Apart from Skopje’s tourist information office, my first stop was the Millennium cross which was built in 2000 as a symbol of Christianity in FYR Macedonia. It’s built on the hill and is visible from all over the city. The panoramic views of the capital from here are awesome and you can take the funicular to the hill for less than €1.
Leaving the cross behind, I visited one of the oldest orthodox churches, before reaching Matka canyon which was another place on my ‘must see’ list. Matka in the Macedonian language means womb. Looking at this miracle of nature, you have no doubt as to how this place got its name. This is the perfect place for kayak lovers and generally anyone who likes nature. You can hire a boat, sail around, visit stalactite caves and enjoy the awesome landscape. Although FYR Macedonia doesn’t border any sea, it has the third largest lake in Europe – Ohrid lake which is situated in the town of the same name – Ohrid. The lake is like an invisible border between FYR and Albania. From one side of the lake you can enjoy the view of the mountains on the Albanian side. Ohrid town is also known as the Jerusalem of the Europe because it has 365 churches, one church for every day of the year. This pearl of the Balkans is included on the UNESCO world heritage list and offers a wide range of attractions, from visiting churches to quiet walks along the shore.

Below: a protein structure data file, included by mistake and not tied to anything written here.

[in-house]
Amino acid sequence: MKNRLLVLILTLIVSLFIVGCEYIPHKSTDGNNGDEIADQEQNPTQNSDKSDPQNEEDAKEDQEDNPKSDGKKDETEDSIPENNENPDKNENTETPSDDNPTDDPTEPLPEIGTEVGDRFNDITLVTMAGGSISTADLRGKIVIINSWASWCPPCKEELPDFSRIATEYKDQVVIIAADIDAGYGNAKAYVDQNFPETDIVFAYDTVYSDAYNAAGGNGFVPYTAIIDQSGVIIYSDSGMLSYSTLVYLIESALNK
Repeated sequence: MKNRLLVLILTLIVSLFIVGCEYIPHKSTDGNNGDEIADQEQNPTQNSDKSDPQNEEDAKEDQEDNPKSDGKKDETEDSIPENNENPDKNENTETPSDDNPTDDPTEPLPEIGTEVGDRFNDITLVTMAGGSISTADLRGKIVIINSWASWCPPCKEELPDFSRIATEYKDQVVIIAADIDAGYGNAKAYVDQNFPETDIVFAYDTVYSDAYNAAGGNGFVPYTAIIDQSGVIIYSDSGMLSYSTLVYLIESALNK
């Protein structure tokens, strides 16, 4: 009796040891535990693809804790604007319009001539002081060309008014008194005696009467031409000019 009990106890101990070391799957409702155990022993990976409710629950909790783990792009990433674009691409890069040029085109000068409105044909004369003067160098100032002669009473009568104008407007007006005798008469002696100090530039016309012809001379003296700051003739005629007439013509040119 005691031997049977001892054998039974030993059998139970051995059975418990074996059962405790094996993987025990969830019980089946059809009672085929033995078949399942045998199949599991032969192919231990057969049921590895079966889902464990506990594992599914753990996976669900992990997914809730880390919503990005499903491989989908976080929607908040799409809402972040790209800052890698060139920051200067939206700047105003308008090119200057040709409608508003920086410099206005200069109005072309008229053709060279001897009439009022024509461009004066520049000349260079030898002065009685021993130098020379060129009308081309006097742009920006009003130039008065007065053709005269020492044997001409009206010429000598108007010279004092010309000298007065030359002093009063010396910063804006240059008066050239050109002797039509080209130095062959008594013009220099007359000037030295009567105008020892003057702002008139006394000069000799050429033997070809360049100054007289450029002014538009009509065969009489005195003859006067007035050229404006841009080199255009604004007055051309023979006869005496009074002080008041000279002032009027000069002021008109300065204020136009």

My Lasting Impressions of Podgorica and Macedonia
I’ve never seen so many rivers, valleys, canyons, springs or fresh and transparent water. The scenery in FYR is fascinating. The people are so sincere. Everything is so natural, not yet overrun with tourists. If you compare the two neighbouring capitals Skopje and Podgorica it’s like comparing the moon and earth.
I’d highly recommend both of these places for travellers who are looking for new adventures. Skopje and FYR Macedonia are probably two of my favourite destinations now. I found the people to be so generous in both countries. They would give you their last crumb of bread to make you feel happy and welcome. And I don‘t think they gave me this special treatment just because I was a tourist. Both nations suffered a lot in the past. Maybe this is the reason why they are protecting what they have and why they have genuine smiles and seem to know how to enjoy every second of their lives.
Juste is a member of cabin crew at Ryanair’s Bratislava base